• The House Oversight and Reform Committee sets its sights on security clearances at the White House. In a letter to White House Counsel Pat Cipollone, Committee Chairman Elijah Cummings (D-Md.) asked for a slew of documents, as well as transcribed interviews with all employees of the White House Personnel Security Office. (House Oversight and Reform Committee)
  • The House gave the State Department a cost effective way to deal with cybersecurity problems. The State Department may be the next one of a growing number of agencies authorized to hunt for cyber bugs. The House passed the Hack Your State Department Act on Jan. 22. The bill authorizes both a pilot bug bounty program and a way for the agency to give researchers more information about real and potential cyber threats. State would join the Air Force, the Marines and DHS as those agencies using bug bounty programs to find and mitigate cyber vulnerabilities. Currently, there is no Senate companion for Congressman Ted Lieu’s (D-Calif.) bill. (Congress.gov)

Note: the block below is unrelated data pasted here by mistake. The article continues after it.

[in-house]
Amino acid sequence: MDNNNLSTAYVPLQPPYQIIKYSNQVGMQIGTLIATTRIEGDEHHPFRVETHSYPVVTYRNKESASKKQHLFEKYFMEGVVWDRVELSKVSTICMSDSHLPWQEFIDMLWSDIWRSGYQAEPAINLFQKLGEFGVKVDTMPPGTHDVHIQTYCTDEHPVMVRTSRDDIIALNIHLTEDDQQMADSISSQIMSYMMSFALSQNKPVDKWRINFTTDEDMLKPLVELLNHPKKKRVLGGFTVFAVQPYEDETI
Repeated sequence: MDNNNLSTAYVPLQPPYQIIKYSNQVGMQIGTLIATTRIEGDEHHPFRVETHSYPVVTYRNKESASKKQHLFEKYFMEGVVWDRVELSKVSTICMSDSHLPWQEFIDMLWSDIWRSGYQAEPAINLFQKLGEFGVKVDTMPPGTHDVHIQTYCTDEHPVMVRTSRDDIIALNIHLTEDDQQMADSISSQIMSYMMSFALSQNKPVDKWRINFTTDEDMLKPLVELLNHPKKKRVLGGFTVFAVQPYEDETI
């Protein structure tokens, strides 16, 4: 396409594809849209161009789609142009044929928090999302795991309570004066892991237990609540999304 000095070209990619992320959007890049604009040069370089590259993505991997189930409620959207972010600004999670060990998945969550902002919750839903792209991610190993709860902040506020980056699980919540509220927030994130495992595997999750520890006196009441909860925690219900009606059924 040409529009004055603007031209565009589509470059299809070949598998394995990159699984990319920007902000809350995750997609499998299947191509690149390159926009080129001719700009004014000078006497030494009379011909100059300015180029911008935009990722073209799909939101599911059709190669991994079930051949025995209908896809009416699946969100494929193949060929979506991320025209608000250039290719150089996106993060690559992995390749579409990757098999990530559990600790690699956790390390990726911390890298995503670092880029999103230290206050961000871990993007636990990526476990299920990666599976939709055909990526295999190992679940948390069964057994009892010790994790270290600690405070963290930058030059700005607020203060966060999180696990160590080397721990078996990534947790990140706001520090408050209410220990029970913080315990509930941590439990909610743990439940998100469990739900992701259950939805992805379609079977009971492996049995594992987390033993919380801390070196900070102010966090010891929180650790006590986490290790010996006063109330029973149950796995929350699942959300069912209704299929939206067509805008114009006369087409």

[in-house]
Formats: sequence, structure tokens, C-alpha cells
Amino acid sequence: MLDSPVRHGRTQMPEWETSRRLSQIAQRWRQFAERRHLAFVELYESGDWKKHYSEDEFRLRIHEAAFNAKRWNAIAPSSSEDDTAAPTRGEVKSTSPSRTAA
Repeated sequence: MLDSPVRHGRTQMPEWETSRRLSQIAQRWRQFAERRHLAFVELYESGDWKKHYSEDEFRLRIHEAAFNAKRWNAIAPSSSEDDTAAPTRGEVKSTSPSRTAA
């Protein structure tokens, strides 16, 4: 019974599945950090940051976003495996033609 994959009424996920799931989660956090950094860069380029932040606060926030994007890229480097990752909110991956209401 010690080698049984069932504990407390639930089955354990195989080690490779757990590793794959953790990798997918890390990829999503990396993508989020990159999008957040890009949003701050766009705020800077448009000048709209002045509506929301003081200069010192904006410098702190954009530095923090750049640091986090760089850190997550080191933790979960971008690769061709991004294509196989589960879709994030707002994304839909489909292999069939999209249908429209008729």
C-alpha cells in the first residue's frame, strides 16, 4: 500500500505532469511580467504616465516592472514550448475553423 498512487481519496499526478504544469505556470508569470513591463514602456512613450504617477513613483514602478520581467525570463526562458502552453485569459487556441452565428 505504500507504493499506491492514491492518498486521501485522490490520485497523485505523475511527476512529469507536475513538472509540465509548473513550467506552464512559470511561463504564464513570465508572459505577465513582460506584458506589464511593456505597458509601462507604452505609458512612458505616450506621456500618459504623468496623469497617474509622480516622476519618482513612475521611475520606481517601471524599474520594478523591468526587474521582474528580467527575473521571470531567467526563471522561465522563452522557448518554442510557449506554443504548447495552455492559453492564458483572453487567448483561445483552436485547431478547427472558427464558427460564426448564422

• Congressman Anthony Brown (D-Md.) was selected as the vice chairman of the House Armed Services Committee. Brown is the committee’s first vice chairman since 2014, when Congressman Mac Thornberry (R-Texas) held the position under then-chairman Buck McKeon (R-Calif.). Brown will serve under Chairman Adam Smith (D-Wash.). When Brown was Lieutenant Governor of Maryland, he lead the Base Realignment and Closure Subcabinet and the implementation of Maryland’s BRAC Plan, which ensured the State of Maryland would be ready for the 28,000 households that came to the state as a result of the BRAC process.
  • Congressman Mike Quigley (D-IL), co-chair of the House Transparency Caucus, brings back a bill to make thousands of agency reports to Congress public. The Access to Congressionally Mandated Reports Act would require the Government Accountability Office to manage a central, searchable website for those reports. Quigley first introduced the bill in 2011, and has brought it back over the past five Congresses. (Rep. Mike Quigley)